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A systematic review of hepatitis C virus prevalence and incidence in closed settings

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Date Commenced:
Project Supporters:

World Health Organisation

Project Members: 
image - Sarah Larney
Adjunct Senior Lecturer
Ph +61 (2) 9385 0333
Project Main Description: 

Hepatitis C virus (HCV) is highly prevalent among incarcerated people around the world, largely due to the high concentration in correctional settings of people who inject drugs. Tattooing and injecting drug use while incarcerated contribute to further transmission of HCV; however, responses to HCV in correctional settings are sub-optimal.

To date there has been no effort to systematically review and consolidate data on HCV prevalence and incidence among incarcerated populations at a global level. This review will provide evidence to support the case for improved screening, prevention and treatment of HCV in correctional institutions. This is particularly relevant in light of recent advances that make HCV treatment while incarcerated a more realistic option than in the past.

Project Collaborators: External: 

Prof Josiah Rich (Alpert Medical School, Brown University & Center for Prisoner Health and Human Rights)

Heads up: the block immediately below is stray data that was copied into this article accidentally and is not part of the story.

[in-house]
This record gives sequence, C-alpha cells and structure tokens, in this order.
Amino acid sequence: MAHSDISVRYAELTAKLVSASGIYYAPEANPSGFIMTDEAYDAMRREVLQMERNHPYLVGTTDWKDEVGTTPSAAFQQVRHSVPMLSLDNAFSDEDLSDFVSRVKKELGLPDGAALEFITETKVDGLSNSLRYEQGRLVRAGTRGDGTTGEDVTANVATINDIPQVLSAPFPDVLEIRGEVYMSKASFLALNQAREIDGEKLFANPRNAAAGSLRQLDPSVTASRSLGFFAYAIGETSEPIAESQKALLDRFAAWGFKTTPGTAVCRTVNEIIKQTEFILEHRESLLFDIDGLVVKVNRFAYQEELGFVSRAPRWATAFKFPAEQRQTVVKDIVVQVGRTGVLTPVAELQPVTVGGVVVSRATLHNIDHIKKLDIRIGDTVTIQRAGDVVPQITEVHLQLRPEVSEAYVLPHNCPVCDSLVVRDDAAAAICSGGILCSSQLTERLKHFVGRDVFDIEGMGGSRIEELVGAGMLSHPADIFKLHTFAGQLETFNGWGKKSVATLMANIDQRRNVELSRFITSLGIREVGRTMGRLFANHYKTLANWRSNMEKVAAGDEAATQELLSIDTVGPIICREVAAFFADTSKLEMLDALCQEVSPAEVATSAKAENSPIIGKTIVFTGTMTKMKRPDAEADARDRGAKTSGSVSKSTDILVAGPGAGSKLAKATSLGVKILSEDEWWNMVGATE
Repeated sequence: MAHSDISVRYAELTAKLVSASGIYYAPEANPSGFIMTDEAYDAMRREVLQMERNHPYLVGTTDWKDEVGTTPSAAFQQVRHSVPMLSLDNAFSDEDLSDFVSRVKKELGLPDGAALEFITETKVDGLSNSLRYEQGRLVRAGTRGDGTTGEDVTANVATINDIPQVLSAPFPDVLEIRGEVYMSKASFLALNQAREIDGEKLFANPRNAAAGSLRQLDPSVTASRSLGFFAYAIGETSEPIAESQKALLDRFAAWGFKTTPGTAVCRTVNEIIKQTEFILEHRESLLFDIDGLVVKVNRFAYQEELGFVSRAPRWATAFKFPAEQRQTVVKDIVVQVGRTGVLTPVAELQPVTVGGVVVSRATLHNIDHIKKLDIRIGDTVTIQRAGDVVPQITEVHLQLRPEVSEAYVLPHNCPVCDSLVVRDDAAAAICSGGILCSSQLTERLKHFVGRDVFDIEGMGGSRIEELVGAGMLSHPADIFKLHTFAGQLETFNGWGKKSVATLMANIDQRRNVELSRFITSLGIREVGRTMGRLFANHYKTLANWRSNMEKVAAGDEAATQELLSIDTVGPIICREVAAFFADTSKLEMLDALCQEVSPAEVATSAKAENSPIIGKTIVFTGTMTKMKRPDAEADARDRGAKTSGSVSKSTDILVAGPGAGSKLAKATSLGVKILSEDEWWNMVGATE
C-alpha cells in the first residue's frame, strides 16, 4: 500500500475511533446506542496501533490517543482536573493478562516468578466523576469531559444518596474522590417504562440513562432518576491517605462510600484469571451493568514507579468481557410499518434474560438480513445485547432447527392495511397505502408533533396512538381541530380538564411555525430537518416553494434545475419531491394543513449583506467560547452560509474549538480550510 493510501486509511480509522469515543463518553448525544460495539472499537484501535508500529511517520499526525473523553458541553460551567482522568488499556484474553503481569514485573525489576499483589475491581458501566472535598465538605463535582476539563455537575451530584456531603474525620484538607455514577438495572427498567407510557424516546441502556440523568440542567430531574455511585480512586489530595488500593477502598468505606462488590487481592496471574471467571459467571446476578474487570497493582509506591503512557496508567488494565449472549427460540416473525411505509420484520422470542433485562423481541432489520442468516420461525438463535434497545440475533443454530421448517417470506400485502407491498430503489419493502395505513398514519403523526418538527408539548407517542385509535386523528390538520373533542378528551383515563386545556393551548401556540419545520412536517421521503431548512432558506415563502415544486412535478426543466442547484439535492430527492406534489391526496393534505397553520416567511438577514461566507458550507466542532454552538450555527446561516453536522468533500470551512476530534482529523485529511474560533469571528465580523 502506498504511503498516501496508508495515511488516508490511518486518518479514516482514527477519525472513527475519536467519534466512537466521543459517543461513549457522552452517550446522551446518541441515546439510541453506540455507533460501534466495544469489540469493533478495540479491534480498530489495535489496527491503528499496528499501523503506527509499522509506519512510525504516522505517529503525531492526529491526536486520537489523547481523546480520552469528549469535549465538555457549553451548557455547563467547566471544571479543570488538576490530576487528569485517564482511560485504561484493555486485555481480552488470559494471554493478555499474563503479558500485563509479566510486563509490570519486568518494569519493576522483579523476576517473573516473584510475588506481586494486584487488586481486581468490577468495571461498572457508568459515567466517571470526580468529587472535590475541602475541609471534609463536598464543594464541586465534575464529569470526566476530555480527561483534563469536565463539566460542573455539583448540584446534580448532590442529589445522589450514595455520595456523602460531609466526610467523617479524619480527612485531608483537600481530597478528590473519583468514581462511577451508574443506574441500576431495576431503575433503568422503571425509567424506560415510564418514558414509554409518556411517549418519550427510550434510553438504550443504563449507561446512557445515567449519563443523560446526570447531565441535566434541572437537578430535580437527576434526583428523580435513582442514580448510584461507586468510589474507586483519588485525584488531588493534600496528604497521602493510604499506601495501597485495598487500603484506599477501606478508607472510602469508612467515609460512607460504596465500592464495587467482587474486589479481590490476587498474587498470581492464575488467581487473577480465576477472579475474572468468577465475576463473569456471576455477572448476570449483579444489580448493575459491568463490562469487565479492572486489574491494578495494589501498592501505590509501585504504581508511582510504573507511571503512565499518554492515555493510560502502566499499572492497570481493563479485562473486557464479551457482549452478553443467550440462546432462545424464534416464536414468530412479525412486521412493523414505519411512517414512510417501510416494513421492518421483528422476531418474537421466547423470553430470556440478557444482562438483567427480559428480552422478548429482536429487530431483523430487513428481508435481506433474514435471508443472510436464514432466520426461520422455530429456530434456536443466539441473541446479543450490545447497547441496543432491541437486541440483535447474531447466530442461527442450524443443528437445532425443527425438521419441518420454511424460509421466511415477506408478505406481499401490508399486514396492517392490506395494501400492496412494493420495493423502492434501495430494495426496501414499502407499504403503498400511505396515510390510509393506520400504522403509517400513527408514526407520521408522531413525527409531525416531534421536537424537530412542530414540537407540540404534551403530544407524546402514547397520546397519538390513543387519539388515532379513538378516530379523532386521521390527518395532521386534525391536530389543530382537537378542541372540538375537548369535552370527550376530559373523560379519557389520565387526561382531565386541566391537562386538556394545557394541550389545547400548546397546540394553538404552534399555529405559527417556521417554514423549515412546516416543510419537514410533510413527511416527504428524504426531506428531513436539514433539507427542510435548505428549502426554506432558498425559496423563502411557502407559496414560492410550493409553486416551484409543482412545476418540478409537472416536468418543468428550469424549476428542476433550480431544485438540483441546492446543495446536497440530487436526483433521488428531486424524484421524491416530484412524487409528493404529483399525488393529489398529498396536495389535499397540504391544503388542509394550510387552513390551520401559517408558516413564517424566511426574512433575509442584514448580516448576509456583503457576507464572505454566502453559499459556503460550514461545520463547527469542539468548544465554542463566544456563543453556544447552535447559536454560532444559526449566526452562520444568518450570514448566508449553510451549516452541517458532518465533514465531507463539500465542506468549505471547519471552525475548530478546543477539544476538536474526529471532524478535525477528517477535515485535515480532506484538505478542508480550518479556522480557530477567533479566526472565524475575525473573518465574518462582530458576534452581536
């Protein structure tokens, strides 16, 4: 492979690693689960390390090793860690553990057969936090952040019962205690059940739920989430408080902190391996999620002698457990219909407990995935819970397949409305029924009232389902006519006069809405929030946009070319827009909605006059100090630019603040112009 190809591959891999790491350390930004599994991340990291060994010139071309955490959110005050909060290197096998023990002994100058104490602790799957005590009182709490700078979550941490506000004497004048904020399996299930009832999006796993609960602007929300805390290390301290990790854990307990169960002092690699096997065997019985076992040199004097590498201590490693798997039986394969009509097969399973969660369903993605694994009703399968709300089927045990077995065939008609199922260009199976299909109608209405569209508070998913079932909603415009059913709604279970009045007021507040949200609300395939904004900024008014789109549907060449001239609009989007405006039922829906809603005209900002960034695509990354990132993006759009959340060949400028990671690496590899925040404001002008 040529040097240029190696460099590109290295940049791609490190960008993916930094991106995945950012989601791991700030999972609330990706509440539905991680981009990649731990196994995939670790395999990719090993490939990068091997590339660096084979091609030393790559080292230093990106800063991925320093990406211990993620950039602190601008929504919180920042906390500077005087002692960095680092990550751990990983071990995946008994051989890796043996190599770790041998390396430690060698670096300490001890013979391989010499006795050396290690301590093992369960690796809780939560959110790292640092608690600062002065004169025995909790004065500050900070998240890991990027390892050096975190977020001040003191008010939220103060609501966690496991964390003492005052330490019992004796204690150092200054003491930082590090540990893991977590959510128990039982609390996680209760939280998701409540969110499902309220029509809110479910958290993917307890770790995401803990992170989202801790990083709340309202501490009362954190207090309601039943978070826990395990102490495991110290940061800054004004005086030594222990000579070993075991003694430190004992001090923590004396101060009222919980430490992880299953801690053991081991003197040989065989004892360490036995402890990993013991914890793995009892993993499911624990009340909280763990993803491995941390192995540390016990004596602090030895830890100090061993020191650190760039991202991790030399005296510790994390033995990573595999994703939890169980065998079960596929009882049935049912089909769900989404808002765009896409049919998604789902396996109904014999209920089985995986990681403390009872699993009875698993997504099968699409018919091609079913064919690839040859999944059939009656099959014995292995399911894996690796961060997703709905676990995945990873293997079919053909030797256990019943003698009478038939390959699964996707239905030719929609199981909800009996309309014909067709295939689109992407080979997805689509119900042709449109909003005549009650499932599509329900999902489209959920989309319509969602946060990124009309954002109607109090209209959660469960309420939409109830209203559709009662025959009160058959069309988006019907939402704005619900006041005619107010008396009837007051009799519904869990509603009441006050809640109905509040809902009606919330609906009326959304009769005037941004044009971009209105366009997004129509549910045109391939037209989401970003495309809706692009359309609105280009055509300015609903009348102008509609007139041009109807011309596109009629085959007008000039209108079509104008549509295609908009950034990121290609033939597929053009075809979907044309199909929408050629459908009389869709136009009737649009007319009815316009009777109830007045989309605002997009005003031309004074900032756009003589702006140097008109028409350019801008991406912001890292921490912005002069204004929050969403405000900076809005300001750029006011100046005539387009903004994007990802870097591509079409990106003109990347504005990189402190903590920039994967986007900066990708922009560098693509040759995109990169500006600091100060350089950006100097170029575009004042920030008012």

To conduct a systematic review of hepatitis C virus prevalence and incidence in closed settings and prepare a paper for submission to a peer reviewed journal. Specifically, to systematically summarise and, where appropriate, undertake meta-analyses of the literature on:
  1. HCV prevalence in correctional institutions
  2. HCV incidence in continuously incarcerated persons
Data on all types of closed settings will be searched, including pre-trial detention and compulsory drug treatment centres. If data permit an attempt will be made to characterise HCV among these settings separately.
Design and Method: 

Both peer-reviewed publications and grey literature will be eligible for inclusion in the review. Translation will be sought for papers in languages other than English if they are deemed promising. Collected documents will be catalogued and assessed for inclusion in the review.  Included studies will be graded on their quality, and the grades and data from each study will be compiled. Data will be processed and reported in line with previous global systematic reviews of the epidemiology of infectious diseases in high-risk populations.


HCV transmission occurs in prisons, albeit at a lower rate than occurs among non-detained people who inject drugs. One in four detainees globally, and two-thirds of detainees with a history of injecting drug use, is anti-HCV positive, equating to an estimated 2.2 million persons.


Larney, S., Kopinski, H., Beckwith, C. G., Zaller, N. D., Jarlais, D. D., Hagan, H., Rich, J. D., van den Bergh, B. J. and Degenhardt, L. (2013), Incidence and prevalence of hepatitis C in prisons and other closed settings: Results of a systematic review and meta-analysis. Hepatology, 58: 1215–1224. doi: 10.1002/hep.26387


This study has enumerated global HCV incidence and prevalence in prison at a time when significant advancements are being made in the treatment of this disease. Our findings highlight the importance of giving greater attention to HCV prevention, diagnosis and treatment in closed settings.

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